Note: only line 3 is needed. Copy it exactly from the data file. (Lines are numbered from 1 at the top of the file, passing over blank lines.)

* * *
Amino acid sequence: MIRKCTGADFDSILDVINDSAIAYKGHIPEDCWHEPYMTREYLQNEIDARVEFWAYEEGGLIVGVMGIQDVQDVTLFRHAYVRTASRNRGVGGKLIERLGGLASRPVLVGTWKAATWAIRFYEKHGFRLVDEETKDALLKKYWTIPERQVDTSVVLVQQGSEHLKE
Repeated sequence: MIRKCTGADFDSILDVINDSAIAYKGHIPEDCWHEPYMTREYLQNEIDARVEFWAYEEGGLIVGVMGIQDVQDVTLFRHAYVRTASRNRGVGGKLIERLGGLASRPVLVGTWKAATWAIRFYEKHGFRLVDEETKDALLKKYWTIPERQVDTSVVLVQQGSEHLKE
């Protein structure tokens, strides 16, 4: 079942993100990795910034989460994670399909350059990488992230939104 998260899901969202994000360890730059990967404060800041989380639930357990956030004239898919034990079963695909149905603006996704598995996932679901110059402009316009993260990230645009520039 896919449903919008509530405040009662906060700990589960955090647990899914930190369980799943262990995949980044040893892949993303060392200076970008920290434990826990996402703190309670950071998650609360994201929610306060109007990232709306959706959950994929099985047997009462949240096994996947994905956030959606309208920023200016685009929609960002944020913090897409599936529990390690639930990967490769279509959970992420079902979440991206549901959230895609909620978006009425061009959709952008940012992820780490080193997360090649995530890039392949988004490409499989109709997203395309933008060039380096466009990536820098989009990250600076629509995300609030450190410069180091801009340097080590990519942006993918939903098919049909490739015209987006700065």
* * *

């Protein structure tokens, strides 16, 4: 079942993100990795910034989460994670399909350059990488992230939104 998260899901969202994000360890730059990967404060800041989380639930357990956030004239898919034990079963695909149905603006996704598995996932679901110059402009316009993260990230645009520039 896919449903919008509530405040009662906060700990589960955090647990899914930190369980799943262990995949980044040893892949993303060392200076970008920290434990826990996402703190309670950071998650609360994201929610306060109007990232709306959706959950994929099985047997009462949240096994996947994905956030959606309208920023200016685009929609960002944020913090897409599936529990390690639930990967490769279509959970992420079902979440991206549901959230895609909620978006009425061009959709952008940012992820780490080193997360090649995530890039392949988004490409499989109709997203395309933008060039380096466009990536820098989009990250600076629509995300609030450190410069180091801009340097080590990519942006993918939903098919049909490739015209987006700065």